It’s been a year to remember for all of us. Nothing on those innocent sunny days of early September 2019 would have prepared us for what was to come. We were, and always are, on the whole, better off not knowing – although, there have been aspects of lockdown that would have been more manageable had I known to get things sorted before mid March (like a haircut, dentist appointment for the kids, an impromptu city break somewhere, spending time marvelling at what a wonderful gift human contact and human interaction is…). Had I known what was around the corner, would I have chosen to do anything differently? Maybe I could have spent more time with my parents when I had the chance, possibly I could have done more to source the finer things in life that Amazon doesn’t deliver, maybe I would have been to more restaurants. On balance, however, I don’t think that any of those things would have improved my overall experience of lockdown.
Life is a story of twists and turns.
The story that caught my eye this week was that of Jessi Combs who has been awarded the record for the fastest land speed by a female driver. Jessi died achieving this record aged 39 in August 2019. A little research online reveals Jessi as passionate about her work, absolutely determined, keen to lead and inspire. She accepted the risks that were associated with her ambitions and in the wake of her death would have probably been moved by the outpourings of love and respect for a life lived well.
My uncle was an actor on the stage for 45 years. A totally different human being, living in a totally different situation and place. His story, nevertheless, shares some similarities to that of Jessi. He was absolutely devoted to his profession and gave of himself in every performance he did. In my country he is renowned primarily for the unrepeatable roles he played and characters he embodied and only secondary to that the awards and recognition he received as a result. In private he was as great a presence as he was on stage and I often wondered where his characters ended and where my uncle began. He drove through life at a metaphorical 550mph and nothing stopped him from devoting himself to his work and his audience. During the last ten years of his life he had fallen off stage and was left paralysed, subsequently learning to walk again only months later whilst in his early 60s. He fought and kept cancer at bay three times and finally succumbed to it at the age of 72. He had visited the UK for what, as it turns out, was his last guest performance in April. His last time on stage was in July. He died in September. By the time I last saw him, he was barely a physical shell of the uncle I knew – he had had his stomach removed months beforehand and was living off tiny morsels of food and large slices of life. He still sparkled and joked like he had always done, surrounded post performance by countless adoring fans, having spent over two hours on stage, weaving and delivering an intricate story of intrigue and deceit, with just one supporting actor in tow.
Thinking about Jessi and my uncle, particularly viewed within the context of recent times, is humbling for me. They both fought and persevered to do the thing that they loved at great physical and personal cost. But they did it because they loved what they did and because it gave them purpose. It meant that the end, when it came, although tragic, framed their stories beautifully.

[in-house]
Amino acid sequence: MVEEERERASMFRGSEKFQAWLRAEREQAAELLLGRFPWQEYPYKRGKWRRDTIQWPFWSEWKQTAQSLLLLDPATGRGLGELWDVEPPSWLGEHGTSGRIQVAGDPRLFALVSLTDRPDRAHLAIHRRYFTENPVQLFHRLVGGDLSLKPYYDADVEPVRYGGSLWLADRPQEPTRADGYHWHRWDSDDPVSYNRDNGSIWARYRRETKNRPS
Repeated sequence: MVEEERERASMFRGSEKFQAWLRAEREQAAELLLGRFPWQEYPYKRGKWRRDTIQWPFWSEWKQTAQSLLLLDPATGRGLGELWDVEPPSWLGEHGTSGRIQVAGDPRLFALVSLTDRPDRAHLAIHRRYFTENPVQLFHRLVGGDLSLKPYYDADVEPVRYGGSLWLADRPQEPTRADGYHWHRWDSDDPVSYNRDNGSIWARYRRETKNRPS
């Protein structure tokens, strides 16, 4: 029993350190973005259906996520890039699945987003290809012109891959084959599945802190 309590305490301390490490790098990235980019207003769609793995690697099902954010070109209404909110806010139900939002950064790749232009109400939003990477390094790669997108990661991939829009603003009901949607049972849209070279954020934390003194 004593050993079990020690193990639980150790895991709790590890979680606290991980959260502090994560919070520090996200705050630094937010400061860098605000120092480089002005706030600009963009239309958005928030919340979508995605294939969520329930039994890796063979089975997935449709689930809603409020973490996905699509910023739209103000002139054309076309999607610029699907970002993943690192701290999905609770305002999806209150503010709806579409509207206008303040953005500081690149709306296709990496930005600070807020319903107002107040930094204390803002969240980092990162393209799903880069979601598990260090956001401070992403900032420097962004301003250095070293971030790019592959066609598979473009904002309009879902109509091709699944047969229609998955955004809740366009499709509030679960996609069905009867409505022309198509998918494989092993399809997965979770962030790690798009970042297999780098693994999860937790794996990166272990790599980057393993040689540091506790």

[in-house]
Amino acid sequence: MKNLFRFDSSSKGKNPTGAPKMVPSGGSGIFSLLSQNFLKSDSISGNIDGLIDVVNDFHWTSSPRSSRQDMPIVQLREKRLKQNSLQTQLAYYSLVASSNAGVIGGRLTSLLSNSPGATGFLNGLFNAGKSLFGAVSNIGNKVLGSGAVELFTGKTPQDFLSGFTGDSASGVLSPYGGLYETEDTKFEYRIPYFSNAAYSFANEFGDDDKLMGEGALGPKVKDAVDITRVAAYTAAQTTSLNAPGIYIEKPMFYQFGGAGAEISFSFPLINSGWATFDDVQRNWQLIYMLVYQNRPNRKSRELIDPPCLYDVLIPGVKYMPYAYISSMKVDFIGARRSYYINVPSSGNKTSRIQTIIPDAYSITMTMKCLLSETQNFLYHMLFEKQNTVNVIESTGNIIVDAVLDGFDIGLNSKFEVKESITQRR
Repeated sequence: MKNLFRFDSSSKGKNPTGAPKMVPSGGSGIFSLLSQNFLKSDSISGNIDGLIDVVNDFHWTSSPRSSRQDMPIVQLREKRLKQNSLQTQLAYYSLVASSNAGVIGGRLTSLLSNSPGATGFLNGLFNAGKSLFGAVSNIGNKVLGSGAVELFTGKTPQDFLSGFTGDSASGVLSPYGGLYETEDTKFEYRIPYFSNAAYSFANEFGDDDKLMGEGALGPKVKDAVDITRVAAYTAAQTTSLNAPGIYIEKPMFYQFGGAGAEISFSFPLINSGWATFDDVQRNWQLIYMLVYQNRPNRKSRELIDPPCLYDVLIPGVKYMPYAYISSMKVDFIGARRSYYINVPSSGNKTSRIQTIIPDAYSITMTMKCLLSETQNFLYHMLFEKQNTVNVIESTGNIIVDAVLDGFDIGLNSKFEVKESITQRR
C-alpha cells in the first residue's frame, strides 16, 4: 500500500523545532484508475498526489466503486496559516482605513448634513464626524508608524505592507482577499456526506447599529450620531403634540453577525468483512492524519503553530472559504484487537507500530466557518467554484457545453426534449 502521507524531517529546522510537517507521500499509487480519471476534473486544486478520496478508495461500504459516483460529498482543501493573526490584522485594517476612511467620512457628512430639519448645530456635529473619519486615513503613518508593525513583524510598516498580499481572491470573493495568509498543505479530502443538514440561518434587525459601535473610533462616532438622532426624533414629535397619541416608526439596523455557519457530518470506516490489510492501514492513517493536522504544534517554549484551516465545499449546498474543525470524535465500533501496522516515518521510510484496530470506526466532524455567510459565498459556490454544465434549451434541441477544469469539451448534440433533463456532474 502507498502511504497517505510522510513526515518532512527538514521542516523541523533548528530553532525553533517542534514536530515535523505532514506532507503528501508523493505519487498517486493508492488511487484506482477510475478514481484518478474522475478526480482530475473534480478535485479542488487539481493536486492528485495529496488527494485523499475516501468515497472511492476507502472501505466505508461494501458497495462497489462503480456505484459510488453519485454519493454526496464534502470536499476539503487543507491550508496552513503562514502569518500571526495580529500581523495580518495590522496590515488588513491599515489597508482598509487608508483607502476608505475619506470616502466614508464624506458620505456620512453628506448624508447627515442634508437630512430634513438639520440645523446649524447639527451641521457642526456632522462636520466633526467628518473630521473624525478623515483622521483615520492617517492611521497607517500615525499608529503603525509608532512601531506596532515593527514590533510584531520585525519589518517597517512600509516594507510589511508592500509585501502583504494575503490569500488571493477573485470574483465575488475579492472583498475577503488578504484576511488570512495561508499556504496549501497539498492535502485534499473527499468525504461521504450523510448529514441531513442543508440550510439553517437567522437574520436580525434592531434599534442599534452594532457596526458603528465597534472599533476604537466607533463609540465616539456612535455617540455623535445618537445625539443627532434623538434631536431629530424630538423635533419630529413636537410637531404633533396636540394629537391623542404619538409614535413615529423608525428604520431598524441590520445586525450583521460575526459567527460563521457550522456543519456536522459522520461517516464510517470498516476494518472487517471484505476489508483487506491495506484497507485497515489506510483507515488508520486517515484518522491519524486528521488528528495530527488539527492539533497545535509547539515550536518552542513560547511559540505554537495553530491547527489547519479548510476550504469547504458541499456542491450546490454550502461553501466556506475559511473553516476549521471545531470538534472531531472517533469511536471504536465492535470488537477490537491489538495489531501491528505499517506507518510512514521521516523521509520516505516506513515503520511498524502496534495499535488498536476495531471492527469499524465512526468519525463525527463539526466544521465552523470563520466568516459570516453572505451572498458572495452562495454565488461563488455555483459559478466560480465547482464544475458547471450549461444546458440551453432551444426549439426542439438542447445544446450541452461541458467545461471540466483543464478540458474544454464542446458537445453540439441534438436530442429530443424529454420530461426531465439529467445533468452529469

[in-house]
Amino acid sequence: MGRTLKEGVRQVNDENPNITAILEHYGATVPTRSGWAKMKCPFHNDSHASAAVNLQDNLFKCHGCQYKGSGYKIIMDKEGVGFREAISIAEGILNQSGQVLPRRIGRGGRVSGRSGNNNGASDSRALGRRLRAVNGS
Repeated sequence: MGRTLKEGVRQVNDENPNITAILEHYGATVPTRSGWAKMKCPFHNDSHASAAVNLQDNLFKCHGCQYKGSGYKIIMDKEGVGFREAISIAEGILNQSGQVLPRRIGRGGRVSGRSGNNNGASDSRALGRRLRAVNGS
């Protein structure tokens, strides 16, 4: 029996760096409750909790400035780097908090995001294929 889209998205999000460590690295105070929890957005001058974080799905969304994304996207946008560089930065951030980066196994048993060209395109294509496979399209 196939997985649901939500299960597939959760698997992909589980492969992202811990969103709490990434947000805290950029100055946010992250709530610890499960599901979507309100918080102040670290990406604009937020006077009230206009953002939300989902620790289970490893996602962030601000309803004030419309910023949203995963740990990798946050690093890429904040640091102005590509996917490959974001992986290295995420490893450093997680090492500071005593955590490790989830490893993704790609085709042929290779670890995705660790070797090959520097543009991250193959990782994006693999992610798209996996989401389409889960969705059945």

If asked, most people would not associate the pursuit of purpose with modern-day education. For many it is about learning facts and processes, developing technical and interpersonal skills, expanding horizons. And yet, the discovery of purpose in our lives is what drives us towards fulfilment. We admire and revere those who have found purpose for they are our leaders, our role models, our record breakers, our heroes. They have found something worth living and fighting for. But if education is to be more than purely transactional, then surely space should be made to find purpose or at least to learn how to seek it and appreciate the benefits of finding it.
The journey to finding personal fulfillment comes from an understanding of oneself; strengths, weaknesses, likes and dislikes, who we gravitate towards in our friendships and what we seek out to fill moments of loneliness. It comes from developing a sense of self through taking on responsibility, making decisions, knowing that you have a voice and that it is worth hearing. Purpose is a seed that germinates and grows in the right environment, it is fragile in its beginnings and needs a huge amount of nurturing and encouragement to grow from a wispy stem into a sturdy, unerasable foundation. As educators and parents we play an absolutely vital role in helping our children discover this within themselves and relies on a huge amount of patience and understanding – not dismissing what might appear as whims and flights of fancy but instead giving such ideas life and direction.
Admittedly, this is not an easy thing to do. Jessi’s partner Terry said the following after her death: “That was to be the last time she ever got in that car..It has tore me apart that all I had to do was say let’s go and we would have left before that run”. Similarly my aunt and my mother despaired at my uncle’s incessant battles with doctors, the fact that he signed himself out of hospital on a number of occasions, the fact that he refused to take a break. Not to mention the much earlier lamentations of my grandmother who had hoped that my uncle might see sense and become a lawyer. I am glad that none of them succeeded in dissuading my uncle from his purpose and I know, whether they admitted it to themselves or not, they were exceptionally glad also.
The gift of purpose found and a life well lived is the biggest we could possibly offer to the young people we love and care about.